MongoDB Indexes (part 1)

In this article we will deal with one of the more forgotten and most powerful methods to optimize our MongoDB database. Yes, we are talking about the indexes.

Without the existence of indexes, MongoDB would have to scan all documents in our collections on each received query.
To avoid this, MongoDB has several types of indexes that cover all our indexing needs.

Broadly, the indexes in MongoDB work the same way that in other database engines and are basically a type of data structure that stores a portion of the overall data of each collection, storing the value of one or more fields. Thanks to the Indexes, when a query is launched on MongoDB, it examines whether there is an index that matches the search parameters and will access data much more faster.

Sorted Results: MongoDB can use indexes to return documents sorted by the index key directly from the index without requiring an additional sort phase.

Covered Results: When the query criteria and the projection of a query include only the indexed fields, MongoDB will return results directly from the index without scanning any documents or bringing documents into memory. These covered queries can be very efficient. Indexes can also cover aggregation pipeline operations.

There are several indexes types:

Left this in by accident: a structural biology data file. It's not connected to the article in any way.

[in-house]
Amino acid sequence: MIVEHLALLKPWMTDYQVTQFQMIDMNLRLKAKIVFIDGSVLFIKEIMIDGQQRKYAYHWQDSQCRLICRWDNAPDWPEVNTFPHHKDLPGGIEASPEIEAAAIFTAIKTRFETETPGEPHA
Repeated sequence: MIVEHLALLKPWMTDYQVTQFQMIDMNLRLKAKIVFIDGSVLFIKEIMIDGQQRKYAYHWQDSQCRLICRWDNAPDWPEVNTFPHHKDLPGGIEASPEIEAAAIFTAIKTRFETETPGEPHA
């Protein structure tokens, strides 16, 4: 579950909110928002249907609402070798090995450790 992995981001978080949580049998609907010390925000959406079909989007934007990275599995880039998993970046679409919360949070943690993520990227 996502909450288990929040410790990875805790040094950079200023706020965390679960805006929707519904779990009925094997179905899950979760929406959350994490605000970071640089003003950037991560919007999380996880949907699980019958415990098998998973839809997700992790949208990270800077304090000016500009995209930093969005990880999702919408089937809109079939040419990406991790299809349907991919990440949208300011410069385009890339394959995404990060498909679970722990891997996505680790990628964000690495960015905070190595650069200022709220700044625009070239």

Default indexes:

Every collections has a an index on the _id field by default

Single field indexes:

Besides Default Indexes on the _id field, MongoDB also supports user-defined indexes. Single field indexes are those who are applied to a single field of our document.

Indexes can be ascending (1) or descending (-1)

For example, to create an ascending index for the orderDate field on our orders collections we should do the next:

We must never forget that indexes requires some disk space to be stored so, before execute an index operation, make sure that you have the minimun free size, taking in mind the size of your collections.

Compound Indexes:

MongoDB also supports user-defined indexes for multiple fields at once.

Lets imagine the users collections with two relevant fields (userid & score) and we want to perform a search for the two fields simultaneously.

In order to do this in a fast way, we should perform a new index the next way:

Order matters: As the example above, MongoDB Engine will order first by the userid field and, once done, will take place the order by the score field.

Multikey Indexes:

Finally, MongoDB can create indexes on the elements stored in arrays. This process is done automatically when creating an index. MongoDB determine if the field on which the Index is released is an array and create an index for each of the array elements.

We can see a practical example imagining again the previous collection somewhat more complex:

… and applying an index on field street of the address array:

We finished with this short introduction to the indexes, only talking about their types and methods of creation.
In the next parts we’ll talk about other types of indexes (geographic, text and hash) and show a practical example of the performance increases that they provide.

Don’t forget to take a look to the full MongoDB Indexes documentation.

Continue reading MongoDB Indexes part 2 about Geospatial, Text and Hash Indexes and other Index properties

César Trigo

Backend Development Director @ Gigigo Group

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